tiated in the requesting program.
pid The PID of the requesting program.
ci The length of the callout data with which
the requested key should be instantiated
(i.e., the length of the payload associated
with the authorization key).
/proc/key-users (since Linux 2.6.10)
This file lists various information for each user ID
that has at least one key on the system. An example of
the data that one might see in this file is the followâ
0: 10 9/9 2/1000000 22/25000000
42: 9 9/9 8/200 106/20000
1000: 11 11/11 10/200 271/20000
The fields shown in each line are as follows:
uid The user ID.
usage This is a kernel-internal usage count for the
kernel structure used to record key users.
The total number of keys owned by the user, and
the number of those keys that have been instantiâ
The number of keys owned by the user, and the
maximum keys that the user may own.
The number of bytes consumed in payloads of the
keys owned by this user, and the upper limit on
the number of bytes in key payloads for that
/proc/sys/kernel/keys/gc_delay (since Linux 2.6.32)
The value in this file specifies the interval, in secâ
onds, after which revoked and expired keys will be
garbage collected. The purpose of having such an interâ
val is so that there is a window of time where user
space can see an error (respectively EKEYREVOKED and
EKEYEXPIRED) that indicates what happened to the key.
The default value in this file is 300 (i.e., 5 minutes).
/proc/sys/kernel/keys/persistent_keyring_expiry (since Linux
This file defines an interval, in seconds, to which the
persistent keyring's expiration timer is reset each time
the keyring is accessed (via keyctl_get_persistent(3) or
the keyctl(2) KEYCTL_GET_PERSISTENT operation.)
The default value in this file is 259200 (i.e., 3 days).
The following files (which are writable by privileged proâ
cesses) are used to enforce quotas on the number of keys and
number of bytes of data that can be stored in key payloads:
/proc/sys/kernel/keys/maxbytes (since Linux 2.6.26)
This is the maximum number of bytes of data that a nonâ
root user can hold in the payloads of the keys owned by
The default value in this file is 20,000.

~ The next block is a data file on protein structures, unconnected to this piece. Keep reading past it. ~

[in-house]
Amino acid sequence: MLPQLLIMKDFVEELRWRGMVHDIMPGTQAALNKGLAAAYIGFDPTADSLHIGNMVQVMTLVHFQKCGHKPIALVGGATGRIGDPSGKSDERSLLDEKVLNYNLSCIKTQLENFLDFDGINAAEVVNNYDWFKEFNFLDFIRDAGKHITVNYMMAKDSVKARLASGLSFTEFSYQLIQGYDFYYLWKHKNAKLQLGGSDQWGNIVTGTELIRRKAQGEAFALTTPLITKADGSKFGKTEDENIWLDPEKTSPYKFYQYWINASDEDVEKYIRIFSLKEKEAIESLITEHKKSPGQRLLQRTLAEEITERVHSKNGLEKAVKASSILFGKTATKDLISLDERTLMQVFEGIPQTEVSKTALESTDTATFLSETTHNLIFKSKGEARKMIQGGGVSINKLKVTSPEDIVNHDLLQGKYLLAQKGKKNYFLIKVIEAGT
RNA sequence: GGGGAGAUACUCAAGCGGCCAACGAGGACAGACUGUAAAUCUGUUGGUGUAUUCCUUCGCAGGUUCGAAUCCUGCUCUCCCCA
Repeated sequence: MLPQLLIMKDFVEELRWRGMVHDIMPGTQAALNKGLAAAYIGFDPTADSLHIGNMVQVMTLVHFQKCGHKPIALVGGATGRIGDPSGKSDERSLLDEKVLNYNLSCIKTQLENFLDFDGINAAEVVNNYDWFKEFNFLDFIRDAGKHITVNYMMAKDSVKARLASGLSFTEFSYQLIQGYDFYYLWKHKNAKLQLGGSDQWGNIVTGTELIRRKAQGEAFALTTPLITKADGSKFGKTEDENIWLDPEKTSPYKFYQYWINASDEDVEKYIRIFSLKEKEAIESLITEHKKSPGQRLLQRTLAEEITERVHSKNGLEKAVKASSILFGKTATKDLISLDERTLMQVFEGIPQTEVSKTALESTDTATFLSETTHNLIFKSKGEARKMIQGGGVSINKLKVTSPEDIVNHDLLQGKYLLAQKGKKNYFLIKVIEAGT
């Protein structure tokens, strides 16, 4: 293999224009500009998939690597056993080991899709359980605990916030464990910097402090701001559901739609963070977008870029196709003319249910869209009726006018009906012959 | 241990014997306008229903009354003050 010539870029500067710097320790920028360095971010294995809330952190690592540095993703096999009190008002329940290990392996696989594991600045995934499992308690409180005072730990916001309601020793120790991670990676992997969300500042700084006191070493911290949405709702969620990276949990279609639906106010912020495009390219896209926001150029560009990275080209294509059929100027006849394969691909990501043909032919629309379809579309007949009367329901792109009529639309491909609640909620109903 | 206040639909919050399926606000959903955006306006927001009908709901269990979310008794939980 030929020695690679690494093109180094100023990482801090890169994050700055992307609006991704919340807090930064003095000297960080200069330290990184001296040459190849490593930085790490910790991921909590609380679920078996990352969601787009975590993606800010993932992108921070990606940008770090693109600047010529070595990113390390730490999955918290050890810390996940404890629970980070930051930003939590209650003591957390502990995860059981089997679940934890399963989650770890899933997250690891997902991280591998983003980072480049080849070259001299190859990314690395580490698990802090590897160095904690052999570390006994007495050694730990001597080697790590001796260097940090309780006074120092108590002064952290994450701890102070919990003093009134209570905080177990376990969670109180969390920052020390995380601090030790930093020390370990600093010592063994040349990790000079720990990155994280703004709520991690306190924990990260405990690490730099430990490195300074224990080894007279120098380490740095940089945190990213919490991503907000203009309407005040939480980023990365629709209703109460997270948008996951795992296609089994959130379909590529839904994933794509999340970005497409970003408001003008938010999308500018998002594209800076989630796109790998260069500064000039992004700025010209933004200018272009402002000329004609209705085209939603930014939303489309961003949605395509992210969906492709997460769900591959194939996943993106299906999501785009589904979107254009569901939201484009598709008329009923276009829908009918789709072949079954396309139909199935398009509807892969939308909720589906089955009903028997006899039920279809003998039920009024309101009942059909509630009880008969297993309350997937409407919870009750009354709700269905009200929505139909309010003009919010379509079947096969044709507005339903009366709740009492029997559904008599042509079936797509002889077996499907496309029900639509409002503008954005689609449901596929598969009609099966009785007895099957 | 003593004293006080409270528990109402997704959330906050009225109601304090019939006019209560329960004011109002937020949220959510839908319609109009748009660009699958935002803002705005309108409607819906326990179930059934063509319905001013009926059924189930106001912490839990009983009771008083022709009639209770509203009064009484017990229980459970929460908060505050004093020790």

/proc/sys/kernel/keys/maxkeys (since Linux 2.6.26)
This is the maximum number of keys that a nonroot user
The default value in this file is 200.
/proc/sys/kernel/keys/root_maxbytes (since Linux 2.6.26)
This is the maximum number of bytes of data that the
root user (UID 0 in the root user namespace) can hold in
the payloads of the keys owned by root.
The default value in this file is 25,000,000.
/proc/sys/kernel/keys/root_maxkeys (since Linux 2.6.26)
This is the maximum number of keys that the root user
(UID 0 in the root user namespace) may own.
The default value in this file is 1,000,000.
With respect to keyrings, note that each link in a keyring conâ
sumes 4 bytes of the keyring payload.
The Linux key-management facility has a number of users and
usages, but is not limited to those that already exist.
In-kernel users of this facility include:
Network filesystems - DNS
The kernel uses the upcall mechanism provided by the
keys to upcall to user space to do DNS lookups and then
to cache the results.
AF_RXRPC and kAFS - Authentication
The AF_RXRPC network protocol and the in-kernel AFS
filesystem use keys to store the ticket needed to do
secured or encrypted traffic. These are then looked up
by network operations on AF_RXRPC and filesystem operaâ
tions on kAFS.
NFS - User ID mapping
The NFS filesystem uses keys to store mappings of forâ
eign user IDs to local user IDs.
CIFS - Password
The CIFS filesystem uses keys to store passwords for
accessing remote shares.
The kernel build process can be made to cryptographiâ
cally sign modules. That signature is then checked when
a module is loaded.
User-space users of this facility include:
Kerberos key storage
The MIT Kerberos 5 facility (libkrb5) can use keys to
store authentication tokens which can be made to be
automatically cleaned up a set time after the user last
uses them, but until then permits them to hang around
after the user has logged out so that cron scripts can
keyutils(7), persistent-keyring(7), process-keyring(7),
session-keyring(7), thread-keyring(7), user-keyring(7),
Linux 2016-11-01 KEYRINGS(7)
Michael Kerrisk, man7.org Training and Consulting
"The Linux Programming Interface" -- http://man7.org/tlpi/
Description: Unix manual page